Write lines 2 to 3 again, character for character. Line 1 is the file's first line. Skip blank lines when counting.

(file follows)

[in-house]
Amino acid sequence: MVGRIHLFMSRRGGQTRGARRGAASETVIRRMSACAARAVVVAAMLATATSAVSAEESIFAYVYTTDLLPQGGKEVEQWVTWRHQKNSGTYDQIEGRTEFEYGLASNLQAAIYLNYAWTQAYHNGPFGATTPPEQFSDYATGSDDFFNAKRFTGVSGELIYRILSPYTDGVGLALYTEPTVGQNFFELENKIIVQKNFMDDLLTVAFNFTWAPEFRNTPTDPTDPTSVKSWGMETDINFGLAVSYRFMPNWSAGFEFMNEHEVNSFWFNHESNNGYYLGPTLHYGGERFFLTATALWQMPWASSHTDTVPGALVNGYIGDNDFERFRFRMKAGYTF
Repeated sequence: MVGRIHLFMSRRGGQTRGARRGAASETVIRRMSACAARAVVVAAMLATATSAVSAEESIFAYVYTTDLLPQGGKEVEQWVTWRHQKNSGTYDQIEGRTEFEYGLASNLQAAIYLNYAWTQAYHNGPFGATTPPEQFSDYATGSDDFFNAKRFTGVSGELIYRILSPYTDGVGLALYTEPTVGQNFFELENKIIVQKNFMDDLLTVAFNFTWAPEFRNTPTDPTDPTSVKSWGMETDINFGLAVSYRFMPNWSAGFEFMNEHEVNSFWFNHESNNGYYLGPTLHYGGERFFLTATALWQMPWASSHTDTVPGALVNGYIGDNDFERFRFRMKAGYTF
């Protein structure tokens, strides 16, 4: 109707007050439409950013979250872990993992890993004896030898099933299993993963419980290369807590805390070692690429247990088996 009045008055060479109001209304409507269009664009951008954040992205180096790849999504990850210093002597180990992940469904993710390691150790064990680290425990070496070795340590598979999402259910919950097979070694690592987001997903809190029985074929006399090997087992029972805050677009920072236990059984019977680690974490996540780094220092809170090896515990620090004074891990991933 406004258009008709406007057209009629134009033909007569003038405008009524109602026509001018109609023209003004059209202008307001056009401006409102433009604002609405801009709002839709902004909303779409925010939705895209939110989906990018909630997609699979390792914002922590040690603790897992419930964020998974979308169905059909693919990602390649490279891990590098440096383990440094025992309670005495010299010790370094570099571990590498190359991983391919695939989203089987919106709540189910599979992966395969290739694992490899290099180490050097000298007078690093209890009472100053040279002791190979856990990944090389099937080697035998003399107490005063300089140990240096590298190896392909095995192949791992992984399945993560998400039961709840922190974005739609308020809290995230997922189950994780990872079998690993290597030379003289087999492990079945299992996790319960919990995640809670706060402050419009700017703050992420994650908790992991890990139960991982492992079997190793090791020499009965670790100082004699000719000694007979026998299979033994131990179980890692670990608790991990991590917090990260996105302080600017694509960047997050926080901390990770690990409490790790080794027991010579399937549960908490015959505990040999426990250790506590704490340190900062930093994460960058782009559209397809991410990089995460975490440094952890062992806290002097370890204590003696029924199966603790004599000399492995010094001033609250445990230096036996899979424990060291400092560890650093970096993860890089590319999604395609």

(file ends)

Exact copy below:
Amino acid sequence: MVGRIHLFMSRRGGQTRGARRGAASETVIRRMSACAARAVVVAAMLATATSAVSAEESIFAYVYTTDLLPQGGKEVEQWVTWRHQKNSGTYDQIEGRTEFEYGLASNLQAAIYLNYAWTQAYHNGPFGATTPPEQFSDYATGSDDFFNAKRFTGVSGELIYRILSPYTDGVGLALYTEPTVGQNFFELENKIIVQKNFMDDLLTVAFNFTWAPEFRNTPTDPTDPTSVKSWGMETDINFGLAVSYRFMPNWSAGFEFMNEHEVNSFWFNHESNNGYYLGPTLHYGGERFFLTATALWQMPWASSHTDTVPGALVNGYIGDNDFERFRFRMKAGYTF
Repeated sequence: MVGRIHLFMSRRGGQTRGARRGAASETVIRRMSACAARAVVVAAMLATATSAVSAEESIFAYVYTTDLLPQGGKEVEQWVTWRHQKNSGTYDQIEGRTEFEYGLASNLQAAIYLNYAWTQAYHNGPFGATTPPEQFSDYATGSDDFFNAKRFTGVSGELIYRILSPYTDGVGLALYTEPTVGQNFFELENKIIVQKNFMDDLLTVAFNFTWAPEFRNTPTDPTDPTSVKSWGMETDINFGLAVSYRFMPNWSAGFEFMNEHEVNSFWFNHESNNGYYLGPTLHYGGERFFLTATALWQMPWASSHTDTVPGALVNGYIGDNDFERFRFRMKAGYTF